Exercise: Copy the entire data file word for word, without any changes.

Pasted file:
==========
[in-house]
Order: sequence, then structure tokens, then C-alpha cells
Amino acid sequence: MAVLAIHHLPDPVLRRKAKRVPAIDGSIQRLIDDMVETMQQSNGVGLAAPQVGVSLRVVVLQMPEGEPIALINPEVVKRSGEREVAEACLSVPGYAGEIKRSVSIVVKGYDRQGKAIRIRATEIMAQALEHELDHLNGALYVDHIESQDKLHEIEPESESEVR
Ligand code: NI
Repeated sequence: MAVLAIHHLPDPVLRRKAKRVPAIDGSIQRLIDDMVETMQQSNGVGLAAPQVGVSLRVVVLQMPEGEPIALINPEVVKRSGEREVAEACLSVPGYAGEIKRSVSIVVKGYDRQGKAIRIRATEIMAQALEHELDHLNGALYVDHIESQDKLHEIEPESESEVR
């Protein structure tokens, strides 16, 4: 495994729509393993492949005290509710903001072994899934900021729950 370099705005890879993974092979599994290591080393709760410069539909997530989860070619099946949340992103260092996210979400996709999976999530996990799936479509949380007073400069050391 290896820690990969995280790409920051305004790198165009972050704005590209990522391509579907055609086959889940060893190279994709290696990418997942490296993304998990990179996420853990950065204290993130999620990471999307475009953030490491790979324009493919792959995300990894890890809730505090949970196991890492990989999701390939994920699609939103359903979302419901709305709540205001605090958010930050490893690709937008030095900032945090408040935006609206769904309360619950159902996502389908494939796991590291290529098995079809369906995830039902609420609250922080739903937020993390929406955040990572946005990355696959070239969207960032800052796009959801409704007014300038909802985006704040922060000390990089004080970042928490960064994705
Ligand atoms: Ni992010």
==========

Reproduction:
[in-house]
Order: sequence, then structure tokens, then C-alpha cells
Amino acid sequence: MAVLAIHHLPDPVLRRKAKRVPAIDGSIQRLIDDMVETMQQSNGVGLAAPQVGVSLRVVVLQMPEGEPIALINPEVVKRSGEREVAEACLSVPGYAGEIKRSVSIVVKGYDRQGKAIRIRATEIMAQALEHELDHLNGALYVDHIESQDKLHEIEPESESEVR
Ligand code: NI
Repeated sequence: MAVLAIHHLPDPVLRRKAKRVPAIDGSIQRLIDDMVETMQQSNGVGLAAPQVGVSLRVVVLQMPEGEPIALINPEVVKRSGEREVAEACLSVPGYAGEIKRSVSIVVKGYDRQGKAIRIRATEIMAQALEHELDHLNGALYVDHIESQDKLHEIEPESESEVR
């Protein structure tokens, strides 16, 4: 495994729509393993492949005290509710903001072994899934900021729950 370099705005890879993974092979599994290591080393709760410069539909997530989860070619099946949340992103260092996210979400996709999976999530996990799936479509949380007073400069050391 290896820690990969995280790409920051305004790198165009972050704005590209990522391509579907055609086959889940060893190279994709290696990418997942490296993304998990990179996420853990950065204290993130999620990471999307475009953030490491790979324009493919792959995300990894890890809730505090949970196991890492990989999701390939994920699609939103359903979302419901709305709540205001605090958010930050490893690709937008030095900032945090408040935006609206769904309360619950159902996502389908494939796991590291290529098995079809369906995830039902609420609250922080739903937020993390929406955040990572946005990355696959070239969207960032800052796009959801409704007014300038909802985006704040922060000390990089004080970042928490960064994705
Ligand atoms: Ni992010």